Charles Smith, director of OSDBU, congratulated Peters and the laboratory on furthering the department’s mission to be a leader in providing contract and subcontract opportunities to small businesses.

“Small businesses generate innovation and technical solutions that contribute towards the fulfillment of our national security and energy missions,” Smith said. “This award recognizes the efforts and commitment of DOE’s small business advocates who take every opportunity to utilize small business concerns to meet its requirements.”

“I am honored to receive this award,” Peters said. “At INL, we believe that small businesses are an indispensable asset to the energy industry, enabling us to fulfill our mission and vision. This collaboration between the businesses and the laboratory would not have been possible without the diligent efforts of INL’s Small Business Program, and we are grateful that the program’s accomplishments will be recognized.”

Tuesday, May 22, 2018

Pop's Ice Cream opens on Park Avenue

Jennifer and Steve Jones, owners of Pop's Ice Cream.
Just in time for summer — and Alive After 5 — Pop’s Ice Cream is open at 475 Park Avenue, right between the Center Theater and La Vanilla Bean.

“I think every kid dreams of having an ice cream or candy store,” said Jennifer Jones, who owns the shop with her husband, Steve. The Joneses are shaping up as true believers in downtown Idaho Falls. In addition to Pop’s, they own Idaho Escape Rooms, also on Park Avenue, which has expanded from one to four rooms since opening in 2016.

Jennifer Jones said she sees plenty going in the downtown district that is encouraging. The Broadway project, at Capital and Broadway, is due to be open in the fall. Across Park Avenue the space is being developed into a reception center, and around the corner, in the Rogers Building, the third floor is being developed into 12 residential lofts similar to the ones on Shoup Avenue above Happy’s.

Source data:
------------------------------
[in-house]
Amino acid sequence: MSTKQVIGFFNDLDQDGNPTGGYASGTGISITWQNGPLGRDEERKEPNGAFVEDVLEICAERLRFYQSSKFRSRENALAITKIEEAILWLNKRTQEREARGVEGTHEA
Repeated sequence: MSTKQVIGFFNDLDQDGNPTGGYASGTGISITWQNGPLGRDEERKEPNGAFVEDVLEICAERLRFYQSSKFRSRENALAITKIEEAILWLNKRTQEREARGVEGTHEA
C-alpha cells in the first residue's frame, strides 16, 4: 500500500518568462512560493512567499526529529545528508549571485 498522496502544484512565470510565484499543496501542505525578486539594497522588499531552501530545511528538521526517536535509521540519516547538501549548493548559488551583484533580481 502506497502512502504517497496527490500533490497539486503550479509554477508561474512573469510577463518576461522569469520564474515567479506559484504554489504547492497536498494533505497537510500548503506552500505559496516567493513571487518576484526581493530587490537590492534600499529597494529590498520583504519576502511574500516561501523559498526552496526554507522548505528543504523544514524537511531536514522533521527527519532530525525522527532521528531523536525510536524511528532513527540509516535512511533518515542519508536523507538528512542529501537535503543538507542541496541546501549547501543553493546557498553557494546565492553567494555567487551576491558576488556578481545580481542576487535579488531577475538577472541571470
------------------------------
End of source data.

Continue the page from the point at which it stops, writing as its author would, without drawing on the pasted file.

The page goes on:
“It’s such a fun place, and the Downtown Development people have been so supportive of everyone,” she said.

For Pop’s, the Joneses serve 24 flavors of Russell’s Old Fashioned Ice Cream and 12 flavors of Mountain Fresh Italian Ice. The eating area is 700 square feet with seven tables. The color of the walls is “Pepto Pink,” and the logo was done by the Joneses’ daughter, Blair Kolbet.

Hours are 11 a.m. to 9 p.m. Monday through Thursday, 11 a.m to 10 p.m. Friday and Saturday, and 11 a.m. to 7 p.m. Sunday.

Friday, May 18, 2018

Bank of Idaho CEO to speak at Chamber series in June

Jeff Newgard
Jeff Newgard, president and CEO of Bank of Idaho, will be the featured speaker June 28 at the Greater Idaho Falls Chamber of Commerce’s CEO Speaker Series.

The event is scheduled for 3 p.m. at the Waterfront at Snake River Landing, 1220 Event Center Drive in Idaho Falls. Questions from audience members will be taken.

Newgard came to Bank of Idaho in July 2015 from HomeStreet Bank, where he was responsible for management and strategic expansion throughout central and eastern Washington. He had joined HomeStreet with the company’s acquisition of Yakima National Bank, where he had served as president and chief executive officer.

He has held a number of leadership positions in regional and community banking since 1998. Newgard is a graduate of the Graduate School of Banking (Colorado) and holds a Masters of Business Administration from Washington State University and a bachelor’s degree from Walla Walla College.